Trade Secrets | Protecting Your Competitive Advantage

A trade secret is any confidential piece of information that provides your small business a competitive advantage over rivals. As such, it is extremely important to safeguard this information. In this post, we discuss different types of trade secrets, what trade secrets entail, and how to best protect your company’s trade secrets.

Trade secrets include any formula, recipe, device, idea, process, or pattern used exclusively by your company. For example, trade secrets include things like:

• Coca-Cola’s soft drink formula • KFC’s chicken seasoning recipe • A new invention for which a patent has not been filed • A manufacturing process or technique • A marketing strategy • A computer algorithm

Unlike patents, trademarks, and copyrights, there is no official procedure, protocol, or government filing process to protect trade secrets. Instead, the responsibility lies with you, the business owner, to keep your trade secrets classified and to implement reasonable measures to keep them confidential. Trade secret protection lasts for as long as you keep the trade secret, well, a secret. Once the public discovers your secret, your trade secret protection ends. You do not want to patent your trade secrets because all patent filings are public information, and your secrets can be stolen after the 20-year patent protection window expires. The same holds true for copyrighting or trademarking your trade secrets.

Instead, you must put safeguards in place and establish protocols from the beginning to protect your trade secrets. This includes restricting key information to only a few trusted individuals as well as establishing binding contractual obligations to keep the information confidential — for example, through non-disclosure and non-compete agreements. All non-disclosure and non-compete agreements should describe the trade secret, how the signer may use the trade secret, the length of the agreement (including indefinitely), and what will happen if the signer breaks the agreement. We recommend hiring a lawyer to help you draft your non-disclosure and non-compete agreements.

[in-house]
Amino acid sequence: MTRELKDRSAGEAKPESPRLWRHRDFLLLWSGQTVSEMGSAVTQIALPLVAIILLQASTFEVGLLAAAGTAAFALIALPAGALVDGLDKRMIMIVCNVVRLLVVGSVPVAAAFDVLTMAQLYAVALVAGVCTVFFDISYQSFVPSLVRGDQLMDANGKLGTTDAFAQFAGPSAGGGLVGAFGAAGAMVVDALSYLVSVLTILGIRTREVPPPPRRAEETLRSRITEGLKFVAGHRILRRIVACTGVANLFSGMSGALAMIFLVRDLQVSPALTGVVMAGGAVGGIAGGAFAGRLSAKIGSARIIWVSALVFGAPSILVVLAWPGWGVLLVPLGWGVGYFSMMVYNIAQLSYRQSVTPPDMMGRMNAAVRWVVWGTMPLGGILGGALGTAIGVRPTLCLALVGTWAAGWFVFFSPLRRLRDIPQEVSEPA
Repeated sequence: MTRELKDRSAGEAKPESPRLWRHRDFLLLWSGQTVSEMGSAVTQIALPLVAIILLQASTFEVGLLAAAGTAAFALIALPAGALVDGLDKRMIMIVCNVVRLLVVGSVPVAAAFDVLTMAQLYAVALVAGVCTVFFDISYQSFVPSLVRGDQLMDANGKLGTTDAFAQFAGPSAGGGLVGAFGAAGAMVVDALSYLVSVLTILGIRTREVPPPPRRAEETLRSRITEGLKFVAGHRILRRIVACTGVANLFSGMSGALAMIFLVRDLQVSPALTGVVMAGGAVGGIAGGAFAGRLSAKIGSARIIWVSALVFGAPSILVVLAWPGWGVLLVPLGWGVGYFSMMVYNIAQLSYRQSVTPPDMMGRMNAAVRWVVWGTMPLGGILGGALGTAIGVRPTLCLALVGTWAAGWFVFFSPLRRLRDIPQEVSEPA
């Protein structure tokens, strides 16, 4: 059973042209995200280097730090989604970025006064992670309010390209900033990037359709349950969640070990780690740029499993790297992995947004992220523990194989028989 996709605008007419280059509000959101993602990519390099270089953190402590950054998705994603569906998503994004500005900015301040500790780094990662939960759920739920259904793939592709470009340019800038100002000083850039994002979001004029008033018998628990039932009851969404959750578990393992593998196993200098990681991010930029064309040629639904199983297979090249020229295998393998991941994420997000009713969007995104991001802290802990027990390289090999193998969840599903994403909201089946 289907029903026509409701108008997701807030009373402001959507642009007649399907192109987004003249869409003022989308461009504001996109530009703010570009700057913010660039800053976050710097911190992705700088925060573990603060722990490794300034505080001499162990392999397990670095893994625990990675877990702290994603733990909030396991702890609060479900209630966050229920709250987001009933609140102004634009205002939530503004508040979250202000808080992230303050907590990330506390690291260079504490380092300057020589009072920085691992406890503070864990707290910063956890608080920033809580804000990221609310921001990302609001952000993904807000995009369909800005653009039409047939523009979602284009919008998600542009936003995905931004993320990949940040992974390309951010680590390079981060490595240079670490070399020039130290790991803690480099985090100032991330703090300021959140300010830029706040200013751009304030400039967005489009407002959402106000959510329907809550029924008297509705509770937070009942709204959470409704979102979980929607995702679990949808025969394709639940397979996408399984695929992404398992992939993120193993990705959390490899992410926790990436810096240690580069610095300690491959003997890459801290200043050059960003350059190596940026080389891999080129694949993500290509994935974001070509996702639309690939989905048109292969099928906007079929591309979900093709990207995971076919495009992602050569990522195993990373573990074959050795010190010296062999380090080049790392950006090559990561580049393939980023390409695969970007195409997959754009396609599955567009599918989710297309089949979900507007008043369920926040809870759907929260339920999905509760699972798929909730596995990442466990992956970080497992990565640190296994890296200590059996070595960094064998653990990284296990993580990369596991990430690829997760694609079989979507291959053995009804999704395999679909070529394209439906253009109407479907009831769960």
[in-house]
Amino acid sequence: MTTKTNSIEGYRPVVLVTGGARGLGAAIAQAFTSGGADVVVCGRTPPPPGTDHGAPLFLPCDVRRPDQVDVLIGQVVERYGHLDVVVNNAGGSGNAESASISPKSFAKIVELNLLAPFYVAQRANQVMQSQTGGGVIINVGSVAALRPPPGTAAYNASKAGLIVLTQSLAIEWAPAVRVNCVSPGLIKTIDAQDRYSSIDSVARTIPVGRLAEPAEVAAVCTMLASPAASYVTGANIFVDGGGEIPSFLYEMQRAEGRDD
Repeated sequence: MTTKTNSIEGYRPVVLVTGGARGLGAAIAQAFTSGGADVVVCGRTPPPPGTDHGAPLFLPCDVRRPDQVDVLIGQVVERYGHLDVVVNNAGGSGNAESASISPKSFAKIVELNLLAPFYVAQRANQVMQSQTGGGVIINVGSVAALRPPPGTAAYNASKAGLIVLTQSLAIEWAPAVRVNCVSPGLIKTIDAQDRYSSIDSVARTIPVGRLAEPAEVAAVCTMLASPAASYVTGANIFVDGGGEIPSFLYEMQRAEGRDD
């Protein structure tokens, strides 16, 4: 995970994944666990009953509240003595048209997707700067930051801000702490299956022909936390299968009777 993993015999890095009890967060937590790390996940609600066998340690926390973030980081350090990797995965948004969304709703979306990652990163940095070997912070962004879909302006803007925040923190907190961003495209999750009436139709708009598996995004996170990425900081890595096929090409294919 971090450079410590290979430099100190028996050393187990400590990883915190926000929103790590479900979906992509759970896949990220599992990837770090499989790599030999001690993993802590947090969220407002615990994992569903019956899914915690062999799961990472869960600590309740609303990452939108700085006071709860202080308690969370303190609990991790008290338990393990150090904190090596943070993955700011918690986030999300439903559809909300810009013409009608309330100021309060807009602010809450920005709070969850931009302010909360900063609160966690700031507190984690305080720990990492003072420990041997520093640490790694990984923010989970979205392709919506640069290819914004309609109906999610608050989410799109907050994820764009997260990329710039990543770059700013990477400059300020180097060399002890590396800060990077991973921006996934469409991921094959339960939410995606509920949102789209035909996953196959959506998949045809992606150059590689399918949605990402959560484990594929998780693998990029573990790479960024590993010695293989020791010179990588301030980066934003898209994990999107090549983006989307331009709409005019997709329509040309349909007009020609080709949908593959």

Some additional ideas for protecting your small business’s trade secrets include:

• Marking all computer files and documents related to your trade secret with a confidentiality warning • Restricting access to trade secrets only to people who have a legitimate reason to know the information • Making anybody to whom you reveal the trade secret (partners, employees, suppliers, manufacturers, sub-contractors, etc.) sign a non-disclosure agreement • Informing employees all company information must be treated confidentially, even if said employee does not know the exact trade secret • Keeping your trade secret information in a restricted, secure area

It is critical to enact these policies and procedures from the beginning because, under the Uniform Trade Secrets Act, trade secret law only holds in court if you make a reasonable effort to protect your secrets from the start. Of course, heading to court should be your last course of action, because once your trade secret is made public, you cannot get it back. Disclosing your trade secret destroys your competitive advantage and may bankrupt your company, so keeping it confidential from the beginning is imperative.

For additional assistance with trade secrets, contact our SBDC office at (712) 325-3376. We can help determine if trade secrecy is the best option for your small business and can assist in developing policies and procedures to protect your trade secrets.

The Iowa Western Small Business Development Center is a free resource for small businesses and start-ups in Southwest Iowa. We serve seven counties – including Cass, Fremont, Harrison, Mills, Page, Pottawattamie, and Shelby – and provide consulting services to help businesses start, grow, and prosper.

(Photo credit: Mike / Flickr)

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Iowa Western Community College

2700 College Road

121 Ashley Hall (Park in Ashley Hall Visitor Parking)

Council Bluffs, Iowa 51503

712-325-3350

Sue Pitts - spitts@iwcc.edu

Michael Mitilier - mmitilier@iwcc.edu

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Funded in part through a cooperative agreement with the U.S Small Business Administration (SBA). All opinions, conclusions or recommendations expressed are those of the author(s) and do not necessarily reflect the views of the SBA